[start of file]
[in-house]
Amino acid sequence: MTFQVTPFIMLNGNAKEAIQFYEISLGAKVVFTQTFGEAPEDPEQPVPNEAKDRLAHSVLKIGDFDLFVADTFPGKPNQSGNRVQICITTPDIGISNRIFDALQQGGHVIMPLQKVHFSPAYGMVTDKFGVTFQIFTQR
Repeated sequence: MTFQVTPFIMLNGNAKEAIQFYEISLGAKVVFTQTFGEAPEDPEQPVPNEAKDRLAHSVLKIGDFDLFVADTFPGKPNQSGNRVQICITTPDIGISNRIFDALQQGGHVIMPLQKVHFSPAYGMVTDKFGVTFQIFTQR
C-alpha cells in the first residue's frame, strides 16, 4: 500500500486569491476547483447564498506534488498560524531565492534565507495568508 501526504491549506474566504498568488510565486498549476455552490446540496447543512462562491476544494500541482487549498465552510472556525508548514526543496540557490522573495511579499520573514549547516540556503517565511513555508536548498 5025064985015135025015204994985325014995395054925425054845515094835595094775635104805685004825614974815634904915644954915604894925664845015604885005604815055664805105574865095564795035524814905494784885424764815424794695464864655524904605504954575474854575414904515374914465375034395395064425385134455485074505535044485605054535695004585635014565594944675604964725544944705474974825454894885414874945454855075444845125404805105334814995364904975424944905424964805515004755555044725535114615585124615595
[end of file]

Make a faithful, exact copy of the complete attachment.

[in-house]
Amino acid sequence: MTFQVTPFIMLNGNAKEAIQFYEISLGAKVVFTQTFGEAPEDPEQPVPNEAKDRLAHSVLKIGDFDLFVADTFPGKPNQSGNRVQICITTPDIGISNRIFDALQQGGHVIMPLQKVHFSPAYGMVTDKFGVTFQIFTQR
Repeated sequence: MTFQVTPFIMLNGNAKEAIQFYEISLGAKVVFTQTFGEAPEDPEQPVPNEAKDRLAHSVLKIGDFDLFVADTFPGKPNQSGNRVQICITTPDIGISNRIFDALQQGGHVIMPLQKVHFSPAYGMVTDKFGVTFQIFTQR
C-alpha cells in the first residue's frame, strides 16, 4: 500500500486569491476547483447564498506534488498560524531565492534565507495568508 501526504491549506474566504498568488510565486498549476455552490446540496447543512462562491476544494500541482487549498465552510472556525508548514526543496540557490522573495511579499520573514549547516540556503517565511513555508536548498 5025064985015135025015204994985325014995395054925425054845515094835595094775635104805685004825614974815634904915644954915604894925664845015604885005604815055664805105574865095564795035524814905494784885424764815424794695464864655524904605504954575474854575414904515374914465375034395395064425385134455485074505535044485605054535695004585635014565594944675604964725544944705474974825454894885414874945454855075444845125404805105334814995364904975424944905424964805515004755555044725535114615585124615595